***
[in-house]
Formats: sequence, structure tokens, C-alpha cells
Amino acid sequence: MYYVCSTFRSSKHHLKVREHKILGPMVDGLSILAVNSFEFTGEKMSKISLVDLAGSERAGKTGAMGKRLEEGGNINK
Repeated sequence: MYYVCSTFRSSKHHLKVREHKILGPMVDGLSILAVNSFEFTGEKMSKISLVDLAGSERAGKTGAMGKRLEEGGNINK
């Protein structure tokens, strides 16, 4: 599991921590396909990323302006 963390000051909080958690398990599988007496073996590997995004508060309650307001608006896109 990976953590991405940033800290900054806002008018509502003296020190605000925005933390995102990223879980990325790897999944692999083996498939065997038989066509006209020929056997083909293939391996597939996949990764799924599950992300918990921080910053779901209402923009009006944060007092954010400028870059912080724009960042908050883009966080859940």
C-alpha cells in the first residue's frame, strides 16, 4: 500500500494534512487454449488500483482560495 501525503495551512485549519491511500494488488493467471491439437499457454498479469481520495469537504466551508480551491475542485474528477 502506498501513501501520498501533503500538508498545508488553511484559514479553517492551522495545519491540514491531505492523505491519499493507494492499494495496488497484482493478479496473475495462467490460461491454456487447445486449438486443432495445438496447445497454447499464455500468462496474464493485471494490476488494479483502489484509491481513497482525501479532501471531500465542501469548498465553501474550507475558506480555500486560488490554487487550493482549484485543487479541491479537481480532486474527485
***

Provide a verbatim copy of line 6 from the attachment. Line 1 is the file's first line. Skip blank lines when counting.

C-alpha cells in the first residue's frame, strides 16, 4: 500500500494534512487454449488500483482560495 501525503495551512485549519491511500494488488493467471491439437499457454498479469481520495469537504466551508480551491475542485474528477 502506498501513501501520498501533503500538508498545508488553511484559514479553517492551522495545519491540514491531505492523505491519499493507494492499494495496488497484482493478479496473475495462467490460461491454456487447445486449438486443432495445438496447445497454447499464455500468462496474464493485471494490476488494479483502489484509491481513497482525501479532501471531500465542501469548498465553501474550507475558506480555500486560488490554487487550493482549484485543487479541491479537481480532486474527485